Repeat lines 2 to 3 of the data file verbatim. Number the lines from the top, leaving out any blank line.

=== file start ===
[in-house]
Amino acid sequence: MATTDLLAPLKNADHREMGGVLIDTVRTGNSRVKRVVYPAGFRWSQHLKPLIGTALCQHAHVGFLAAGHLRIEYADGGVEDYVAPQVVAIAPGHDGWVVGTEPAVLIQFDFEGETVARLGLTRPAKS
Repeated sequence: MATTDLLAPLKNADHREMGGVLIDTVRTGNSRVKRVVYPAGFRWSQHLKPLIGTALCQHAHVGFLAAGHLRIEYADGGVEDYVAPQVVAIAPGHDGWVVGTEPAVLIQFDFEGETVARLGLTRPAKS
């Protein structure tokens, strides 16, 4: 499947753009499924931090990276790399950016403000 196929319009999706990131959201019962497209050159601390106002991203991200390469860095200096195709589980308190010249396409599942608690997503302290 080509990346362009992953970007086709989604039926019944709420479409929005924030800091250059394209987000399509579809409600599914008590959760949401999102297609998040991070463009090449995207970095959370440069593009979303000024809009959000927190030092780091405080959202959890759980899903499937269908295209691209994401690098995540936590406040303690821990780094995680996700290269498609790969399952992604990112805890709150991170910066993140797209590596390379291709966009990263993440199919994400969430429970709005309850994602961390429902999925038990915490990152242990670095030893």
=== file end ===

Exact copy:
Amino acid sequence: MATTDLLAPLKNADHREMGGVLIDTVRTGNSRVKRVVYPAGFRWSQHLKPLIGTALCQHAHVGFLAAGHLRIEYADGGVEDYVAPQVVAIAPGHDGWVVGTEPAVLIQFDFEGETVARLGLTRPAKS
Repeated sequence: MATTDLLAPLKNADHREMGGVLIDTVRTGNSRVKRVVYPAGFRWSQHLKPLIGTALCQHAHVGFLAAGHLRIEYADGGVEDYVAPQVVAIAPGHDGWVVGTEPAVLIQFDFEGETVARLGLTRPAKS